Briana Kalajian, a birth photographer hired by Rhisie Hentges, takes a picture of their newborn. Photo: The New York Times
Lynsey Stone doesn't set foot in the shower without placing her mobile phone on a nearby ledge, so she'll won't miss an urgent text from a woman in labour. She schedules holidays 10 months in advance to ensure they don't conflict with due dates, and on family outings she and her husband leave their Texas home in separate cars, in case she needs to race to the hospital.
Mrs Stone, 33, isn't a doctor, nurse or midwife, but a birth photographer. She's part of a small but growing profession devoted to chronicling a rite of passage that is no less significant than a wedding - though a bit trickier to capture on film.
I want to see that moment when I'm in labour
"In the beginning, I almost thought that people were joking with me, like, 'Really? You want me to come to your birth?'" said Mrs Stone, whose business took off after a pregnant acquaintance, impressed by pictures Mrs Stone had taken of her own family, asked if she'd photograph her delivery.
Milk Photography (www.milkphotography.com.au), a Melbourne-based business, is a member of the International Association of Professional Birth Photographers.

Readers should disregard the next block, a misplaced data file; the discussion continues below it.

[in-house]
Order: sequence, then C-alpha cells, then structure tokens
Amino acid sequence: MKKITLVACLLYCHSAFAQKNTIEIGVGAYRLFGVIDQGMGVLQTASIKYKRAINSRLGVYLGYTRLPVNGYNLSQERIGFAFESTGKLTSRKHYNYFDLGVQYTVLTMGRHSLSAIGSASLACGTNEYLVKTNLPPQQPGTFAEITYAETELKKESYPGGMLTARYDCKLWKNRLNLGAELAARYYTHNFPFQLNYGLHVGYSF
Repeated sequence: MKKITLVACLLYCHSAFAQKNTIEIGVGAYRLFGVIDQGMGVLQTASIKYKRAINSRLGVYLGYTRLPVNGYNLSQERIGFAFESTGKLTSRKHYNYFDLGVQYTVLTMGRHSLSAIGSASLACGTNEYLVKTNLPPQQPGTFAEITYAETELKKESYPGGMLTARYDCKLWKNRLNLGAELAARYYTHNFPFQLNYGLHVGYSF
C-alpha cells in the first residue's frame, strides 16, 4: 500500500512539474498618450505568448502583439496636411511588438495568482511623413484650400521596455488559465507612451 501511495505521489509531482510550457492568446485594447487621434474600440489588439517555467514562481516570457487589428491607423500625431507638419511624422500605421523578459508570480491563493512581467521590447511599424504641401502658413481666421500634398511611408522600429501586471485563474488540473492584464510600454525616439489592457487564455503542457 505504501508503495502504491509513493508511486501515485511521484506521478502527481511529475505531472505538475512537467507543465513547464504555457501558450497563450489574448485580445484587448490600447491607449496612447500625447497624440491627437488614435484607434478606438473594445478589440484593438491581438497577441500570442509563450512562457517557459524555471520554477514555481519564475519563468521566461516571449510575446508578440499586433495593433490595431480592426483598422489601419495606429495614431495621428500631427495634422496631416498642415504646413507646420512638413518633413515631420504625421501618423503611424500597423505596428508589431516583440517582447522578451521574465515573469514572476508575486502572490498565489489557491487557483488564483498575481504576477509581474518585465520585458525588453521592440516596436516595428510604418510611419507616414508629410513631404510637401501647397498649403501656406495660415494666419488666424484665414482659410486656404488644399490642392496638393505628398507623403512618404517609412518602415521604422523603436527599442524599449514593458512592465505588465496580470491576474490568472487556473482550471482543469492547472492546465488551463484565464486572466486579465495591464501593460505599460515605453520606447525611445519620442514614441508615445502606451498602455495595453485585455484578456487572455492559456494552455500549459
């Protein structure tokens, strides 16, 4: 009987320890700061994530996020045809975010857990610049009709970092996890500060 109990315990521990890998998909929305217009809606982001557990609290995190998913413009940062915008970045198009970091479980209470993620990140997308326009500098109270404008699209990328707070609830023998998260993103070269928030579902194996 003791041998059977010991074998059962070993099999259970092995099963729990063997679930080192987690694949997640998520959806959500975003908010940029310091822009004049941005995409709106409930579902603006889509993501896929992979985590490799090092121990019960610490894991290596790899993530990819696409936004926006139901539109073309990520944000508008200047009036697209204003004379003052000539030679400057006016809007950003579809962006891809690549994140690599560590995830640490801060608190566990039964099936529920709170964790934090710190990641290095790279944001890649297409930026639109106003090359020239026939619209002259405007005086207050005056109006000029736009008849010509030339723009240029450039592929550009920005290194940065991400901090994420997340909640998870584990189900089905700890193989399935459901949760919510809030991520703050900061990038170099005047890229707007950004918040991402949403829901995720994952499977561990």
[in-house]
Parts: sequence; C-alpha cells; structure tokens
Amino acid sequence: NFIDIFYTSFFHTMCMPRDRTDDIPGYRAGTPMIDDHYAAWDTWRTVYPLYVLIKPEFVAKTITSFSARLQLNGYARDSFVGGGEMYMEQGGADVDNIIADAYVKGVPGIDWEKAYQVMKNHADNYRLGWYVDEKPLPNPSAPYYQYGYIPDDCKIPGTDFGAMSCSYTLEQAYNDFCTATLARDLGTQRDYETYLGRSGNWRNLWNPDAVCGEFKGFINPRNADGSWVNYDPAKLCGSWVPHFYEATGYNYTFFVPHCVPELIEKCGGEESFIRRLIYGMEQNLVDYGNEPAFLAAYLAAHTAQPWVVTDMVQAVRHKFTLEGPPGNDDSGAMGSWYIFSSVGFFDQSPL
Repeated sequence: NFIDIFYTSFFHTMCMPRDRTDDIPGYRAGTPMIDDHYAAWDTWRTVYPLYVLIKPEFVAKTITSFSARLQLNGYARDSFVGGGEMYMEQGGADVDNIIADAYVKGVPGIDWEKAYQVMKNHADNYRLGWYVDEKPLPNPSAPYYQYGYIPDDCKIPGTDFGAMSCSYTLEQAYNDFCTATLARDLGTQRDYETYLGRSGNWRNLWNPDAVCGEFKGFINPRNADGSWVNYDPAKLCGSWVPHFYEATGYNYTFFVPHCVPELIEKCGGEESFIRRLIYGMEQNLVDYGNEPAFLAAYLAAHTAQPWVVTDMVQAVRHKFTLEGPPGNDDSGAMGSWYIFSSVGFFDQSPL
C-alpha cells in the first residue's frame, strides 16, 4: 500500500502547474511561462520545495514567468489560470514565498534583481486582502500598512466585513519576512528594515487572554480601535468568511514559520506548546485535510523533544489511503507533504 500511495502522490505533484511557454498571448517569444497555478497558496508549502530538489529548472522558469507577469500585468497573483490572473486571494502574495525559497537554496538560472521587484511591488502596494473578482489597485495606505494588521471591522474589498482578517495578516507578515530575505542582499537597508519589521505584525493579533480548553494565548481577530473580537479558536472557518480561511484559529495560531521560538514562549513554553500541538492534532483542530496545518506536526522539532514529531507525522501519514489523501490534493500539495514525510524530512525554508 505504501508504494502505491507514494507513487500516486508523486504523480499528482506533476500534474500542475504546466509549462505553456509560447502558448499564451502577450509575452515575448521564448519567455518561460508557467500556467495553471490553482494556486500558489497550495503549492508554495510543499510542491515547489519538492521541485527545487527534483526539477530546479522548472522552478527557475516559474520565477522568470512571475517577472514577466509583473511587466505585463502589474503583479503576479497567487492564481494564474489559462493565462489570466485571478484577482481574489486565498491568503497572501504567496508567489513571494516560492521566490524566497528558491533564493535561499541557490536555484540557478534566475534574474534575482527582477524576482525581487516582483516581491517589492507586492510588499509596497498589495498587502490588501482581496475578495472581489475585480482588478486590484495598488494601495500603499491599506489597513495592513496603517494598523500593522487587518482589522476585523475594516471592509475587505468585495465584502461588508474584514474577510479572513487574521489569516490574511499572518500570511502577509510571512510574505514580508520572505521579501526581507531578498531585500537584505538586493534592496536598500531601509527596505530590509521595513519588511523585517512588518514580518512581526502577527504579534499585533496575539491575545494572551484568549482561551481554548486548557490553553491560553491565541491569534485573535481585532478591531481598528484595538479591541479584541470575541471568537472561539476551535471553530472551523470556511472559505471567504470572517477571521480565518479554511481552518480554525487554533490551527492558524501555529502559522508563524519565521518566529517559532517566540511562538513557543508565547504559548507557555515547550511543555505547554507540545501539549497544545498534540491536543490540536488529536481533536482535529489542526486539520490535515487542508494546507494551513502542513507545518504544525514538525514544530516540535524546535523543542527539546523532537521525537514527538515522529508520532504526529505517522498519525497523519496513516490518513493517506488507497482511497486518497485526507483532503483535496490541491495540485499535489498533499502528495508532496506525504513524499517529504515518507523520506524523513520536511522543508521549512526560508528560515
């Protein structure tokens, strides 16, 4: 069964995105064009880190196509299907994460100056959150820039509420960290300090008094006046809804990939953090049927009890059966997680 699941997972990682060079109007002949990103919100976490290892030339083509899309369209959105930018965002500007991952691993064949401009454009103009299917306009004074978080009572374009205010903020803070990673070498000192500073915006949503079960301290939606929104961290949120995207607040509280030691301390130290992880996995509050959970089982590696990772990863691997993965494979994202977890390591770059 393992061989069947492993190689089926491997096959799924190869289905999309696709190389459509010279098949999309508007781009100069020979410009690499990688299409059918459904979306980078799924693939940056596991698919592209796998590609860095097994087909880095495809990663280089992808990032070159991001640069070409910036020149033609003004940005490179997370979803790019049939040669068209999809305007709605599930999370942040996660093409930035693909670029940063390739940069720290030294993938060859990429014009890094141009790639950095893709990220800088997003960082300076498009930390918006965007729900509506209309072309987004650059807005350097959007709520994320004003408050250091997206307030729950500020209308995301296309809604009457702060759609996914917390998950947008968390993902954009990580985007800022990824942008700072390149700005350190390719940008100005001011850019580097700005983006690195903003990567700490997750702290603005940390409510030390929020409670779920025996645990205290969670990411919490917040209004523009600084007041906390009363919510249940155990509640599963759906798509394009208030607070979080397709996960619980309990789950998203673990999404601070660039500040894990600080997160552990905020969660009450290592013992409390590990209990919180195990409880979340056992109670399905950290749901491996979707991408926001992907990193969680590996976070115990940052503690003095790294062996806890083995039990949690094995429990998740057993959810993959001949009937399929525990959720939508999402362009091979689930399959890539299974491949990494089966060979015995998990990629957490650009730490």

The International Association of Professional Birth Photographers now has about 400 members. There are 14 listed in Australia.
"I want to see that moment when I'm in labour," said Rhisie Hentges of California, who paid US$1895 to a photographer document the birth of her first child. (As it happened, she had a Caesarean section and the photographer wasn't allowed in the operating room, although she got many artful shots before and after.)
Still, some hospitals ban photography while women are giving birth. Jacques Moritz, director of gynaecology at St Luke's-Roosevelt Hospital Centre in New York City, said that if someone trumpeted the arrival of her professional birth photographer, "it's going to be, 'Really? Get out of here'". But he said he's seen more women come in "with their 'friend' that happens to have two Nikons with high-quality lenses on them".
The most frequently asked question for photographers: precisely where do you stand when the baby comes out? The answer: generally near the mother's head, unless she requests a crowning shot.
Another frequently asked question: why can't the father, or partner, simply take the pictures?
One answer lies in a picture that Keren Fenton, a birth photographer in Washington, took last year of a new father.
''He passed out on the floor,'' she said. ''I have him in a chair, holding a juice cup and looking really sweaty.''
NEW YORK TIMES